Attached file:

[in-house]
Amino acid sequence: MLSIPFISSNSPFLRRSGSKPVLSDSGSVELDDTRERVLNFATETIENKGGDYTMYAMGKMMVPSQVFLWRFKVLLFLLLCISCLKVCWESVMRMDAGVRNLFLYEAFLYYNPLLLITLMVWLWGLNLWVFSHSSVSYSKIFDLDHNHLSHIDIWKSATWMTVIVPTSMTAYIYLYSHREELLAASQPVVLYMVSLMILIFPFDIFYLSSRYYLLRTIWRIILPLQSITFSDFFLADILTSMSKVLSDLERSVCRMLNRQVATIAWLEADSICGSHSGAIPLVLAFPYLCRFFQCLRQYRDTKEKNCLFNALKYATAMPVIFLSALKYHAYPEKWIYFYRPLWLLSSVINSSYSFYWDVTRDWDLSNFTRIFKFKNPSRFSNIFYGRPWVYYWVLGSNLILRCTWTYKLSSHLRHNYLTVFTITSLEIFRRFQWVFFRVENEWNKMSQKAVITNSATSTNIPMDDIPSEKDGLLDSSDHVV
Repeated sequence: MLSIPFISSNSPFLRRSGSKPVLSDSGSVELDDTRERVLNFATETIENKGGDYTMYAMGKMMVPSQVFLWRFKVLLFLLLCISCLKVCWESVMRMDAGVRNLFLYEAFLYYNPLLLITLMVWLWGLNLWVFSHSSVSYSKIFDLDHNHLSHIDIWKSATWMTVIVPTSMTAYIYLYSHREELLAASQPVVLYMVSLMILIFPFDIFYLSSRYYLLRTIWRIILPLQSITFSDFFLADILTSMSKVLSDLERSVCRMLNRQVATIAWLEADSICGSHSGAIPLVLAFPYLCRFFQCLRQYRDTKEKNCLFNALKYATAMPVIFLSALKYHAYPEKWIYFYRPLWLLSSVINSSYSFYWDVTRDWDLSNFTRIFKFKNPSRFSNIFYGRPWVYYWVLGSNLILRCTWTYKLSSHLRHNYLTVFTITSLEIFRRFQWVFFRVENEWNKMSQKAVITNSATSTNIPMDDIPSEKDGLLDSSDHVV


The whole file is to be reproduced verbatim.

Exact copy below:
[in-house]
Amino acid sequence: MLSIPFISSNSPFLRRSGSKPVLSDSGSVELDDTRERVLNFATETIENKGGDYTMYAMGKMMVPSQVFLWRFKVLLFLLLCISCLKVCWESVMRMDAGVRNLFLYEAFLYYNPLLLITLMVWLWGLNLWVFSHSSVSYSKIFDLDHNHLSHIDIWKSATWMTVIVPTSMTAYIYLYSHREELLAASQPVVLYMVSLMILIFPFDIFYLSSRYYLLRTIWRIILPLQSITFSDFFLADILTSMSKVLSDLERSVCRMLNRQVATIAWLEADSICGSHSGAIPLVLAFPYLCRFFQCLRQYRDTKEKNCLFNALKYATAMPVIFLSALKYHAYPEKWIYFYRPLWLLSSVINSSYSFYWDVTRDWDLSNFTRIFKFKNPSRFSNIFYGRPWVYYWVLGSNLILRCTWTYKLSSHLRHNYLTVFTITSLEIFRRFQWVFFRVENEWNKMSQKAVITNSATSTNIPMDDIPSEKDGLLDSSDHVV
Repeated sequence: MLSIPFISSNSPFLRRSGSKPVLSDSGSVELDDTRERVLNFATETIENKGGDYTMYAMGKMMVPSQVFLWRFKVLLFLLLCISCLKVCWESVMRMDAGVRNLFLYEAFLYYNPLLLITLMVWLWGLNLWVFSHSSVSYSKIFDLDHNHLSHIDIWKSATWMTVIVPTSMTAYIYLYSHREELLAASQPVVLYMVSLMILIFPFDIFYLSSRYYLLRTIWRIILPLQSITFSDFFLADILTSMSKVLSDLERSVCRMLNRQVATIAWLEADSICGSHSGAIPLVLAFPYLCRFFQCLRQYRDTKEKNCLFNALKYATAMPVIFLSALKYHAYPEKWIYFYRPLWLLSSVINSSYSFYWDVTRDWDLSNFTRIFKFKNPSRFSNIFYGRPWVYYWVLGSNLILRCTWTYKLSSHLRHNYLTVFTITSLEIFRRFQWVFFRVENEWNKMSQKAVITNSATSTNIPMDDIPSEKDGLLDSSDHVV